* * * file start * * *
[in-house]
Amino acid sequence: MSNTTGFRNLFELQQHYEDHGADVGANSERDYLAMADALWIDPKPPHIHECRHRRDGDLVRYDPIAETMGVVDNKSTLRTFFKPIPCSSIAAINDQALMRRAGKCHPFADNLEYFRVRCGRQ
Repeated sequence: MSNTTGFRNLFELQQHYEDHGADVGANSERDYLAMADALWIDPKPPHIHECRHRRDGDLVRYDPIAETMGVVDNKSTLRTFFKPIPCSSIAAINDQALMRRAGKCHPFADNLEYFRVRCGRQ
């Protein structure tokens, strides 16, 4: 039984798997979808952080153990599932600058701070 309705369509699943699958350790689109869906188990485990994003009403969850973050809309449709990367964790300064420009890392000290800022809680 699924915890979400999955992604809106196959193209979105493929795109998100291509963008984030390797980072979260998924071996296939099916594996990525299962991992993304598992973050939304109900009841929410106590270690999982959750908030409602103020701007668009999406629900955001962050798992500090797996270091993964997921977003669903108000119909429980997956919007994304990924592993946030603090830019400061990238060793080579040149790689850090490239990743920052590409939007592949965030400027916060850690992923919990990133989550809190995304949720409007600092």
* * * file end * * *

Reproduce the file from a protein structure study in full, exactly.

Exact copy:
[in-house]
Amino acid sequence: MSNTTGFRNLFELQQHYEDHGADVGANSERDYLAMADALWIDPKPPHIHECRHRRDGDLVRYDPIAETMGVVDNKSTLRTFFKPIPCSSIAAINDQALMRRAGKCHPFADNLEYFRVRCGRQ
Repeated sequence: MSNTTGFRNLFELQQHYEDHGADVGANSERDYLAMADALWIDPKPPHIHECRHRRDGDLVRYDPIAETMGVVDNKSTLRTFFKPIPCSSIAAINDQALMRRAGKCHPFADNLEYFRVRCGRQ
């Protein structure tokens, strides 16, 4: 039984798997979808952080153990599932600058701070 309705369509699943699958350790689109869906188990485990994003009403969850973050809309449709990367964790300064420009890392000290800022809680 699924915890979400999955992604809106196959193209979105493929795109998100291509963008984030390797980072979260998924071996296939099916594996990525299962991992993304598992973050939304109900009841929410106590270690999982959750908030409602103020701007668009999406629900955001962050798992500090797996270091993964997921977003669903108000119909429980997956919007994304990924592993946030603090830019400061990238060793080579040149790689850090490239990743920052590409939007592949965030400027916060850690992923919990990133989550809190995304949720409007600092």